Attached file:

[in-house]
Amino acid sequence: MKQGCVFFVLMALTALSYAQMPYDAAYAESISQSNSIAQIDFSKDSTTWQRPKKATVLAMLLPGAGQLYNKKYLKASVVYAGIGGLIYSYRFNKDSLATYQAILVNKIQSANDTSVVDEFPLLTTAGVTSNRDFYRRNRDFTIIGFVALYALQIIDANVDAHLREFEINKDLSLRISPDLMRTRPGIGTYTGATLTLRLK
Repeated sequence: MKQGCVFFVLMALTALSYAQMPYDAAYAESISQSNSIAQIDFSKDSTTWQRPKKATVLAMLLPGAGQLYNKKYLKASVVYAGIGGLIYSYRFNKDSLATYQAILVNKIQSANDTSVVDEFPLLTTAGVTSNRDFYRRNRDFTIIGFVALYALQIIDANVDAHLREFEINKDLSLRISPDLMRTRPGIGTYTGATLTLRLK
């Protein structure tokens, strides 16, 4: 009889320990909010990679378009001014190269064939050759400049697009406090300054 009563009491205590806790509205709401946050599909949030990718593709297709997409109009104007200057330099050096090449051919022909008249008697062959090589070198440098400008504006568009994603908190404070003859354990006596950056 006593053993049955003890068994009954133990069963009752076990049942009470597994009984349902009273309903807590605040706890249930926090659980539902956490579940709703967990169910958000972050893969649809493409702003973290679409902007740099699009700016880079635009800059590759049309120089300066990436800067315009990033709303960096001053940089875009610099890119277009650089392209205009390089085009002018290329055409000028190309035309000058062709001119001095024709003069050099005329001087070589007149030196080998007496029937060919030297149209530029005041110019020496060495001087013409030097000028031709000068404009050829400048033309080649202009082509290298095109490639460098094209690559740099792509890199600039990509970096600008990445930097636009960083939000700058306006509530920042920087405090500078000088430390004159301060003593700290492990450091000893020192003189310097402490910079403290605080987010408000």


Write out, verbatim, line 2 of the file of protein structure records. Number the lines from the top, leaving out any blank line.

Amino acid sequence: MKQGCVFFVLMALTALSYAQMPYDAAYAESISQSNSIAQIDFSKDSTTWQRPKKATVLAMLLPGAGQLYNKKYLKASVVYAGIGGLIYSYRFNKDSLATYQAILVNKIQSANDTSVVDEFPLLTTAGVTSNRDFYRRNRDFTIIGFVALYALQIIDANVDAHLREFEINKDLSLRISPDLMRTRPGIGTYTGATLTLRLK